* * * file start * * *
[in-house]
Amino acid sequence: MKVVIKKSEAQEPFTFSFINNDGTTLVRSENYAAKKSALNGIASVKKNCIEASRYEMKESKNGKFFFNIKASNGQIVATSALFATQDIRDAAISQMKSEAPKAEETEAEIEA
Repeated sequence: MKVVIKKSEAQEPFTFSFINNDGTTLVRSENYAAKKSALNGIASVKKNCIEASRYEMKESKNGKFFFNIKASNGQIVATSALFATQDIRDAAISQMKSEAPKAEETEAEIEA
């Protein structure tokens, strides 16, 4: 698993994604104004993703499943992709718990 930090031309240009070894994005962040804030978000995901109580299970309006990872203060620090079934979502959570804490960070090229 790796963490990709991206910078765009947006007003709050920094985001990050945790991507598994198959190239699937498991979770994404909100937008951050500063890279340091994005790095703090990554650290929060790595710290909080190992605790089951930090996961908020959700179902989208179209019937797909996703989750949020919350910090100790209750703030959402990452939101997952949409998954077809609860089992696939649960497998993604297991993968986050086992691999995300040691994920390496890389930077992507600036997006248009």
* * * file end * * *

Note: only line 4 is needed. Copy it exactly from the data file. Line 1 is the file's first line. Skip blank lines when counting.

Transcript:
């Protein structure tokens, strides 16, 4: 698993994604104004993703499943992709718990 930090031309240009070894994005962040804030978000995901109580299970309006990872203060620090079934979502959570804490960070090229 790796963490990709991206910078765009947006007003709050920094985001990050945790991507598994198959190239699937498991979770994404909100937008951050500063890279340091994005790095703090990554650290929060790595710290909080190992605790089951930090996961908020959700179902989208179209019937797909996703989750949020919350910090100790209750703030959402990452939101997952949409998954077809609860089992696939649960497998993604297991993968986050086992691999995300040691994920390496890389930077992507600036997006248009």